values changed when UITableview is scrolled up or down

I have a UITableview and it has some History in it. Im using Custom Cell to handle the display of Labels, Images and buttons. There are around 50 rows inside the UITableview. But problem is when the Tableview is scrolled up, then the row below the first displayed ones have the values changed in it. Not sure what exactly is happening with the Tableview.

static NSString *CellIdentifier = @"HistoryCell";
cellHistory = [self.notificationTableView dequeueReusableCellWithIdentifier:CellIdentifier forIndexPath:indexPath];

[cellHistory.label clearActionDictionary];
//Step 2: Define a selection handler block
void(^handler)(FRHyperLabel *label, NSString *substring) = ^(FRHyperLabel *label, NSString *substring)
{
    [self userNameTapped:[[[[self.arrayHistory objectAtIndex:indexPath.row] objectForKey:Details] objectForKey:@"key"] objectForKey:@"key"]];
};

//Step 3: Add link substrings
[cellHistory.label setLinksForSubstrings:@[userName] withLinkHandler:handler];
return cellHistory;

Answers


Beware

The following answer addresses the specific implementation, not the design. Using boilerplate code for NSFetchedResultsController would prevent this bug to occur in the first place. (Apple documentation). At all costs, avoid manipulating a cell once returned by cellForRowAtIndexPath: you do not own it.


1. Reused Cells are not cached

Of particular worry is the line:

[self.arrayHistory objectAtIndex:indexPath.row]

not so much because of that particular instance, but because it leads me to think that you are making assumptions elsewhere in this class: a UITableViewCell retrieved via dequeueReusableCellWithIdentifier is nothing but a transient object, to be used purely but the UITableView for display.

The very same cell instance will have multiple indexPath over time: such a cell may not be cached or manipulated at a further date. Once returned as the last statement of cellForRowAtIndexPath, it may not be accessed again, whether retained by an external pointer of through some asynchronous method. Always consider the index path of a cached table view obtained via dequeueReusableCellWithIdentifier as stale.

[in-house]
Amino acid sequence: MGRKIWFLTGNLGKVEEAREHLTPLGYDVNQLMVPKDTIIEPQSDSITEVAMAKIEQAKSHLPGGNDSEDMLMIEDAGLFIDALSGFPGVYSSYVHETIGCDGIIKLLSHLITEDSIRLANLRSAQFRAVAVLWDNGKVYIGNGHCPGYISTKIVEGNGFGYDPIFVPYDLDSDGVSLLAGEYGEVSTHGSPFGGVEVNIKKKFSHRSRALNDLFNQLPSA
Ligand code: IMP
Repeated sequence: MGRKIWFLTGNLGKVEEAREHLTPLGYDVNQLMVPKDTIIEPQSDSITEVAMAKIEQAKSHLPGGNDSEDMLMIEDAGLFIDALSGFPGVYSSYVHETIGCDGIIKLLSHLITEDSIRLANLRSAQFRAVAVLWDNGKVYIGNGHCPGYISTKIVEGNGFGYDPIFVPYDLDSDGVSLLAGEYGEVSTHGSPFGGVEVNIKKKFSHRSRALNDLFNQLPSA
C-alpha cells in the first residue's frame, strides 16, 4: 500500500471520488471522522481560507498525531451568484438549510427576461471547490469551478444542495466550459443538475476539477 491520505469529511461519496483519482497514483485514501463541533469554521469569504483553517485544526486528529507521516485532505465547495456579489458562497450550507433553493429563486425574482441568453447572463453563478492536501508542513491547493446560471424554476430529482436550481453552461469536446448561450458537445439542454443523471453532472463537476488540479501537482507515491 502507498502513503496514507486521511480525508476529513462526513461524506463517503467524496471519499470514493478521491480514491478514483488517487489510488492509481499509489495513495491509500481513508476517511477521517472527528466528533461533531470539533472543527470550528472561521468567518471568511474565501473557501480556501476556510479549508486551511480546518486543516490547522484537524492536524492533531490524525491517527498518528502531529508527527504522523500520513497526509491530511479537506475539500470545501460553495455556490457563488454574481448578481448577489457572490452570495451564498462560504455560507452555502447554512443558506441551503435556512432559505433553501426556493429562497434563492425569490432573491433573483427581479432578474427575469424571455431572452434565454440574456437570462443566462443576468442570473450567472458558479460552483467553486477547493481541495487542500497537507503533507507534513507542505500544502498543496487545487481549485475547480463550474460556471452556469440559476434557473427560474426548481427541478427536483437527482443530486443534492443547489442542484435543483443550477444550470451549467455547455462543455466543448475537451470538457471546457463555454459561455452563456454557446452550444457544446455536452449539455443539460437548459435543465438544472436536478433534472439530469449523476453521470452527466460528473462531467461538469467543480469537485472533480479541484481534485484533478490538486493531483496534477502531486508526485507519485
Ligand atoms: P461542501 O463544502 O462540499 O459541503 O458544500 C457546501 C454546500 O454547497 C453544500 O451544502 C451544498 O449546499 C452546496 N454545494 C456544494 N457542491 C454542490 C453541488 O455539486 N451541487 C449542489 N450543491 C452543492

Do not modify the content of a cell once returned. Follow proper design as outlined by Losiowaty below.

Against better judgement, if you must modify the content of a cell already returned to the table view, then you must dedicate a persistent cell for that, using, for example, a dictionary of UITableViewCell. You may not invoke dequeueReusableCellWithIdentifier on such a cell unless that identifier is dedicated to that very cell ; while highly memory inefficient for large data sets, it will guarantee that cell are not re-used.


2. Do not guess the tableview

- (UITableViewCell *)tableView:(UITableView *)tableView
         cellForRowAtIndexPath:(NSIndexPath *)indexPath {
    cellHistory = [self.notificationTableView // etc.

The proper logic in UITableViewDataSource cellForRowAtIndexPath is to use the parameter passed to you:

- (UITableViewCell *)tableView:(UITableView *)tableView
         cellForRowAtIndexPath:(NSIndexPath *)indexPath {
    cellHistory = [tableView // etc.

3. Reuse clean recycled cells

Assuming you have mastered the recycling side effects of using dequeueReusableCellWithIdentifier, and ensured that you are not cross pollinate different type of cells, you may want to cleanup your reused cell (credit to Timur Bernikowich for his comment):

func prepareForReuse() {
    super.prepareForReuse()
    // reset attributes of the cell that are not related to content
}

4. Introspect first

Always prefer the tack of what am I doing wrong to it used to work in the previous OS. While the second proposition is often true, by and large, history lets you ponder on how in heaven it used to work in the first place.

To the contrary, I generally take these situations as a sure sign I was doing something horribly wrong, and I was just lucky to fall through the cracks.


5. Respect naming conventions

While I admire your passing of blocks in the method

- (void)setLinksForSubstrings:(NSArray*)string withLinkHandler:(void(^)(FRHyperLabel *label, NSString *substring))handler {}

I was a bit thrown off by nature of the Details object or the userName, not to mention the 4 brackets in [self userNameTapped:[[[[. If I am thrown off, chances are other engineers will, when first being exposed to your code.

From the context, I cannot derive what are variables, constants, statics, instance properties, and so on. It is quite possible your cells are being confused at that level as well (you may be reusing values you assume being locals or stack based, but aren't).

May I suggest using a typedef for the block, adopt capitalization consistency, and refrain from nesting [ too deep. It took a non trivial effort to compare your code with boilerplate UITableView code, only to trim out the noise.


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